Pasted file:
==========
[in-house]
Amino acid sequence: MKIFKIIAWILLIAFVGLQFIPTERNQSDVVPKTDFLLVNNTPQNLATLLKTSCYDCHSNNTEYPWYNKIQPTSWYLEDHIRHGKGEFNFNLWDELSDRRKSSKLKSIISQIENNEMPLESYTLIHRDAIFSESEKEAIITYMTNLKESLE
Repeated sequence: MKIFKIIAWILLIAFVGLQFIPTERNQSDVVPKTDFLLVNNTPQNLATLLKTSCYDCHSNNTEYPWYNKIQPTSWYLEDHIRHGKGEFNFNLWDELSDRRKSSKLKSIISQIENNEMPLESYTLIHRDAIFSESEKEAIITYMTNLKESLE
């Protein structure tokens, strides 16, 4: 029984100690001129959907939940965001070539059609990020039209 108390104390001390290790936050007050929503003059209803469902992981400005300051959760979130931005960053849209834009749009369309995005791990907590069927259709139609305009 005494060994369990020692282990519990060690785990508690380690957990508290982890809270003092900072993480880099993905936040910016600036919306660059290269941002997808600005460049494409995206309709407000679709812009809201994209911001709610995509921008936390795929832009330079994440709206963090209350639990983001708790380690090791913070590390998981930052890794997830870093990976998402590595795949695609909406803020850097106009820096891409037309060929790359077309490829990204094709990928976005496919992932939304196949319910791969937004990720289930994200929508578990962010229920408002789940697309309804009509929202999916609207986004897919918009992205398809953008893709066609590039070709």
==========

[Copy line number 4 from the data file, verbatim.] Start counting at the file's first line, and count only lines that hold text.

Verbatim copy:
């Protein structure tokens, strides 16, 4: 029984100690001129959907939940965001070539059609990020039209 108390104390001390290790936050007050929503003059209803469902992981400005300051959760979130931005960053849209834009749009369309995005791990907590069927259709139609305009 005494060994369990020692282990519990060690785990508690380690957990508290982890809270003092900072993480880099993905936040910016600036919306660059290269941002997808600005460049494409995206309709407000679709812009809201994209911001709610995509921008936390795929832009330079994440709206963090209350639990983001708790380690090791913070590390998981930052890794997830870093990976998402590595795949695609909406803020850097106009820096891409037309060929790359077309490829990204094709990928976005496919992932939304196949319910791969937004990720289930994200929508578990962010229920408002789940697309309804009509929202999916609207986004897919918009992205398809953008893709066609590039070709």